How will new WCC seeding metric impact Cougars down the homestretch?
With only three regular-season games remaining on the schedule, the Cougars can’t afford another loss as it pushes toward an NCAA Tournament bid
It’s been 10 days since BYU played a game — a home loss against No. 1 Gonzaga — and the Cougars have played just two games in the month of February due to COVID-related postponements and cancellations.
How will BYU respond after the long layoff when it returns to the court Thursday (6 p.m., MST, CBS SN) at Pacific?
Cougars on the air
BYU (15-5, 6-3)
at Pacific (6-6, 3-5)
Thursday, 6 p.m., MST
TV: CBS SN
Radio: 1160 AM, 102.7 FM
Not only are the Cougars trying to avoid being a little rusty after just two games in 18 days, but the last time they played the Tigers, it was a battle. BYU survived 95-87 in double overtime at the Marriott Center on Jan. 30.
Seniors Alex Barcello, Brandon Averette and Matt Haarms combined for 60 points to lead the Cougars.
“We barely escaped in double overtime. It was a really exciting game, a really hard-fought game,” coach Mark Pope said during his coaches show Tuesday night. “A game where fatigue started to play a part because it went on and it was so competitive. We get to run it back at their place.”
With only three regular-season games remaining, including a game Saturday at Loyola Marymount, the Cougars can’t afford another loss as it pushes toward an NCAA Tournament bid.
For now, BYU (15-5, 6-3) is No. 28 in the NCAA’s NET rankings and is projected as a No. 8 seed in the NCAA Tournament according to ESPN bracketologist Joe Lunardi.
Just days after the Cougars outlasted a physical Pacific team, the Tigers challenged Gonzaga deep into the second half at the Spanos Center. Pacific (6-6, 3-5) led the Zags at halftime and it wasn’t until midway through the second half that Gonzaga pulled away.
“Pacific’s a really talented team. They can space the floor with five guys that shoot the 3. They’re tough and really physical. They take on the nature of their coach, Damon Stoudamire,” Pope said. “They had the Zags on their heels for 30 minutes at their place. They’re a really good team. It’s a team that’s capable of really scoring on the offensive end and every night they’re good on the defensive end. … They’re as good as anybody in this league minus probably the Zags.”
“They had the Zags on their heels for 30 minutes at their place. They’re a really good team. It’s a team that’s capable of really scoring on the offensive end and every night they’re good on the defensive end. … They’re as good as anybody in this league minus probably the Zags.” — Mark Pope on Pacific
With a couple of weeks before the West Coast Conference Tournament is scheduled to tip off at Orleans Arena in Las Vegas, BYU and Pepperdine are tied for second place in the standings with identical 6-3 records.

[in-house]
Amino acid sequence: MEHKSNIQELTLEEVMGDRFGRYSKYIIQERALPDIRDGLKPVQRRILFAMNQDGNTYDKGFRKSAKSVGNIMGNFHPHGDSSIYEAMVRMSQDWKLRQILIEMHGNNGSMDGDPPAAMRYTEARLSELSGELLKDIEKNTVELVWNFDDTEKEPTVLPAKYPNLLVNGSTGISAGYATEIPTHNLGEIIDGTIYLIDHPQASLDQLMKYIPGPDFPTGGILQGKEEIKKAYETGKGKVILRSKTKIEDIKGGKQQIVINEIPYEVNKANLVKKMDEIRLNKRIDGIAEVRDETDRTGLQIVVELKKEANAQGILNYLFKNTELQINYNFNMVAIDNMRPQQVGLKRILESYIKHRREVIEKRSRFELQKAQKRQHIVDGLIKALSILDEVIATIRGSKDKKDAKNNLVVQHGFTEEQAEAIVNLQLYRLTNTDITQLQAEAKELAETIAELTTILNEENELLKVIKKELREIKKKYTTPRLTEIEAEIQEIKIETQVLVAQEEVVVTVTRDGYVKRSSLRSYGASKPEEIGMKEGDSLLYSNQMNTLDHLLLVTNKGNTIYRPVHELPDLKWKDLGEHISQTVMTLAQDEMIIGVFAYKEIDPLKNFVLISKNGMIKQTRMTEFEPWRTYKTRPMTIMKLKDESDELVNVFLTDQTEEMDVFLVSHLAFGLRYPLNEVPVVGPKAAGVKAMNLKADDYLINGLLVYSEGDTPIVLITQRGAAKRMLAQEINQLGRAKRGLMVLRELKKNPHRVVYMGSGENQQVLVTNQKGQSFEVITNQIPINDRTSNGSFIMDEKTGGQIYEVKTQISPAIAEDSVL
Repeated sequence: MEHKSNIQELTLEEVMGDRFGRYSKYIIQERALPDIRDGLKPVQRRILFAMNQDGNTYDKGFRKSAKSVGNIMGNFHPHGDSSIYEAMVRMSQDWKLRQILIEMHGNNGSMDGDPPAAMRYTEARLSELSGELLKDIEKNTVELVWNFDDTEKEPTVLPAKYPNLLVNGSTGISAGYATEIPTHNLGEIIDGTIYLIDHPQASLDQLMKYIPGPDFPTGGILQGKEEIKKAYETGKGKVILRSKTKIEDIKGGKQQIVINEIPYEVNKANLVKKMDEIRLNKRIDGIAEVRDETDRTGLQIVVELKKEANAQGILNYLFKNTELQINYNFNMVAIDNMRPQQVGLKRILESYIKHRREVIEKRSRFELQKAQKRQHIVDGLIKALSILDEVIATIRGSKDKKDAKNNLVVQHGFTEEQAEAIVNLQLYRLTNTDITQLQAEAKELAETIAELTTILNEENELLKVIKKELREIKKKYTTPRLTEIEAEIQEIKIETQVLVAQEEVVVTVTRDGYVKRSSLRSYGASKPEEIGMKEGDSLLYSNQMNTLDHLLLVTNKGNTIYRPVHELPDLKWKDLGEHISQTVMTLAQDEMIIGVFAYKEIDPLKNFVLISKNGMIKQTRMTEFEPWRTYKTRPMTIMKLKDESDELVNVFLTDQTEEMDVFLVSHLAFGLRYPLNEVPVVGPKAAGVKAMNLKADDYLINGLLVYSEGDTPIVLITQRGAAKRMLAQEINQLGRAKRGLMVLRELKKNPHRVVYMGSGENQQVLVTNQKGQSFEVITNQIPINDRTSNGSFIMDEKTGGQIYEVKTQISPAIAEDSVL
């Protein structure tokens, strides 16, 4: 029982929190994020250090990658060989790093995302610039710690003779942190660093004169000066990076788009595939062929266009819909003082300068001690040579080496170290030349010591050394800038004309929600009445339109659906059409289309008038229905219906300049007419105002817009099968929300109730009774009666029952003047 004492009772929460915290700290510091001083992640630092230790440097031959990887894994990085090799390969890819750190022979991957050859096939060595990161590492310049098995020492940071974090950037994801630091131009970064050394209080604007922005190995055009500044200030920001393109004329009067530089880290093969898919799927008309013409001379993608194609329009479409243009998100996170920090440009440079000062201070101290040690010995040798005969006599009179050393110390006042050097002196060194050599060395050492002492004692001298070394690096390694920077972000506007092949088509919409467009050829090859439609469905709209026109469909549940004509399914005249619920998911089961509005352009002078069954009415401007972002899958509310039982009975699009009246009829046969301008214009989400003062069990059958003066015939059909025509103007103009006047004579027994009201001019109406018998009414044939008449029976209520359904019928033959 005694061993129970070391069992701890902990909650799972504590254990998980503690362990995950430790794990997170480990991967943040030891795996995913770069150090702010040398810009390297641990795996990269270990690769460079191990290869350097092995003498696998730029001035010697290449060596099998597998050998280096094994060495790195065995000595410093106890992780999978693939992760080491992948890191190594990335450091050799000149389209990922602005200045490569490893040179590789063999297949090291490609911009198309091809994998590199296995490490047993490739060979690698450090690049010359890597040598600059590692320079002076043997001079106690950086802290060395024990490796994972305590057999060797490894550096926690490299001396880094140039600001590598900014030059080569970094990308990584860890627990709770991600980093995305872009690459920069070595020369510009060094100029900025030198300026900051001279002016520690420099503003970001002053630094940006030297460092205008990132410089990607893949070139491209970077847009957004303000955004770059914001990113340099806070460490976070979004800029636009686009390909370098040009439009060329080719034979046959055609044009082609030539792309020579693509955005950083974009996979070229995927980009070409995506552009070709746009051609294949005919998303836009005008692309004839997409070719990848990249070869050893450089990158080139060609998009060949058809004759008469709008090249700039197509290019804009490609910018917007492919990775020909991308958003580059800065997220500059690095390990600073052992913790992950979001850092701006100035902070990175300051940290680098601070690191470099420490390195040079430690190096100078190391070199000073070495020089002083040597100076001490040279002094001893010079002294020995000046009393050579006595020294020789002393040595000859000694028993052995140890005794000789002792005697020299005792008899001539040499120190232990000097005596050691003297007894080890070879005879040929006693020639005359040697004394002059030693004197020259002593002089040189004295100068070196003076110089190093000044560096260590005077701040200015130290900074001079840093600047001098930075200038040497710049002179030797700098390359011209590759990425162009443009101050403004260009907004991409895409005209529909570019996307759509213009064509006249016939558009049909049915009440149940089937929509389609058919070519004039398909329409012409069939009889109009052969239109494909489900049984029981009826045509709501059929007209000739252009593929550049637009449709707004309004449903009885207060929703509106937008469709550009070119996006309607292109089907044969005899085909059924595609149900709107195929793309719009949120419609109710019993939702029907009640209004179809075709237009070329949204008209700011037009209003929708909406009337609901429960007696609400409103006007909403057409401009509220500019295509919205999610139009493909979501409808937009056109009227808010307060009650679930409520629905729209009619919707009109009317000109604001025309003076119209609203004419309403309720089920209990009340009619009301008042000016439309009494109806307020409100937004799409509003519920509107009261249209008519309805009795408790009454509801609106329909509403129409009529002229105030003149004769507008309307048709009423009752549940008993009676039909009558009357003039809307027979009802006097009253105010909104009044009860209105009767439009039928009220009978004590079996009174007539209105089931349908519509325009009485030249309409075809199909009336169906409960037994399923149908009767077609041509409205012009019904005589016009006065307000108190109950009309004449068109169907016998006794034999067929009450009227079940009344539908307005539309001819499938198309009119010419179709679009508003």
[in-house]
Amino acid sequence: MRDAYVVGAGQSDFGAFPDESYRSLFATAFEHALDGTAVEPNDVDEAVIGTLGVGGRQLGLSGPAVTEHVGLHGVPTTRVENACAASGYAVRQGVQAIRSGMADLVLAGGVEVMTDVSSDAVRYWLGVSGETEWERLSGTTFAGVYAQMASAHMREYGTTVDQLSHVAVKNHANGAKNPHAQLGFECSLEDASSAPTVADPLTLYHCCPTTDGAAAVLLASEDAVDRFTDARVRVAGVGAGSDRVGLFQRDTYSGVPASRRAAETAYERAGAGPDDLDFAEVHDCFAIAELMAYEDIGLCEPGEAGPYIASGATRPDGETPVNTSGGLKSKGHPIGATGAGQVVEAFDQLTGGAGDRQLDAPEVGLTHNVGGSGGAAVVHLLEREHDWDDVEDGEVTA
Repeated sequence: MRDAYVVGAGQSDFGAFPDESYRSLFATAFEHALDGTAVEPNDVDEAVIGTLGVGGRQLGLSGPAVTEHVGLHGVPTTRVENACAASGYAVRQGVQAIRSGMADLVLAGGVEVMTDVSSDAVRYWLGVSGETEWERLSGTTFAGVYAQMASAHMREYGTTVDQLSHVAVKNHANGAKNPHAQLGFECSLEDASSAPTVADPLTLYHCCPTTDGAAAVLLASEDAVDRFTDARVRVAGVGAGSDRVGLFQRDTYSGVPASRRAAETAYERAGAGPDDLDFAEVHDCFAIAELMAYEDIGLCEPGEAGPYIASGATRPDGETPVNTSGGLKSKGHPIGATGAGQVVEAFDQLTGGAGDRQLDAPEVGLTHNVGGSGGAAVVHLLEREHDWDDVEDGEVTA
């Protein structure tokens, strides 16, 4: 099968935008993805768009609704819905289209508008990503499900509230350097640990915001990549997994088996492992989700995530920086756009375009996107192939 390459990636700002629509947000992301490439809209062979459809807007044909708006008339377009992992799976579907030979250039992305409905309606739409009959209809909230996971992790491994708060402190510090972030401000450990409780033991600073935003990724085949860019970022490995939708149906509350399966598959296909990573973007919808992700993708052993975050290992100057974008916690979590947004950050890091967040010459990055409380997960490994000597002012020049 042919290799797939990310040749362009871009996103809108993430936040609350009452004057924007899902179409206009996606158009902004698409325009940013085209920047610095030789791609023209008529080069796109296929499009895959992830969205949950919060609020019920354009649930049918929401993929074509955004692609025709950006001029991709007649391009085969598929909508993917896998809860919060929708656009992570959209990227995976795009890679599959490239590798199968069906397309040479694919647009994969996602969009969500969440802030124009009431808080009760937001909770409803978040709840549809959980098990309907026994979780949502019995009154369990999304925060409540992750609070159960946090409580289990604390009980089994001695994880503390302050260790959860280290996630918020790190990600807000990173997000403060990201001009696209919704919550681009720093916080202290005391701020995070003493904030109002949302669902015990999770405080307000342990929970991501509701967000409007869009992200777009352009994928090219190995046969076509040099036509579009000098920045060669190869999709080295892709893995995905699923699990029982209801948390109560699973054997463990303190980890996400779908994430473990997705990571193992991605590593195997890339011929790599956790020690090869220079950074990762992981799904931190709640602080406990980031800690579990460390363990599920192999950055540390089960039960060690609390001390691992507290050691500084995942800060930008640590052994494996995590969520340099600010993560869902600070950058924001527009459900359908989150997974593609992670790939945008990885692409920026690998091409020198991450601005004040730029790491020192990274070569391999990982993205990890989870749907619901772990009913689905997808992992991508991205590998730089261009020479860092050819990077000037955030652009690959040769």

Meanwhile, the WCC announced Tuesday a new seeding metric it will use for the upcoming tournament due to the imbalance in the number of games played within the league this season.
The metric, developed by Ken Pomeroy in collaboration with the WCC, is called “Adjusted Winning Percentage.”
Gonzaga is No. 1 with a .987 AWP, while BYU is listed No. 2 in the league at .789, followed closely behind by Pepperdine at .786. It will be updated multiple times before the WCC Tournament begins.
“It’s interesting. Everybody’s kind of flying by the seat of their pants trying to figure things out. I think it’s a little bit of a complicated notion,” Pope said. “Instead of taking any of the metics that we’ve had all season that we’ve been shooting for, that the league is going to create a metric two weeks before the tournament.
“But everyone is trying to do the best they can. I think there’s a lot of teams that look at that list and say, ‘I don’t understand what’s going on. We’ve never heard this before. Why are we getting this metric now, after the season’s been mostly fulfilled?’”
At the same time, Pope realizes this is the nature of this unusual season being played during a pandemic.
“At least we’re playing games,” he said. “We’re so grateful to be playing games and that’s what’s important.”
In the conference’s news release about the metric, WCC commissioner Gloria Nevarez explained why it has been developed.
“We have all experienced unprecedented challenges associated with conducting athletic competition throughout the past year and we continue to work to find the appropriate solutions to the challenges ahead of us,” Nevarez said. “The reality of not completing a full conference schedule is in front of us and we have explored alternative models to properly seed our men’s and women’s basketball tournament.
“The Ken Pomeroy adjusted conference winning percentage model that has been developed for the WCC provides the most accurate reflection of the conference games that have been completed,” she continued “We appreciate the opportunity to lean on Ken’s well-regarded expertise and thoroughly analyzed algorithms to develop this model for seeding our conference tournament.”
Pope acknowledged that teams will have no idea what wins really mean with this new metric.
“The algorithm is never going to be explained. That’s complicated also,” he said. “You hope it’s win-out and you’re fine. But you don’t know that. You could win out and end up being the No. 5 seed in the tournament.”
For the Cougars, it’s all about winning their final three games of the regular season — starting Thursday at Pacific.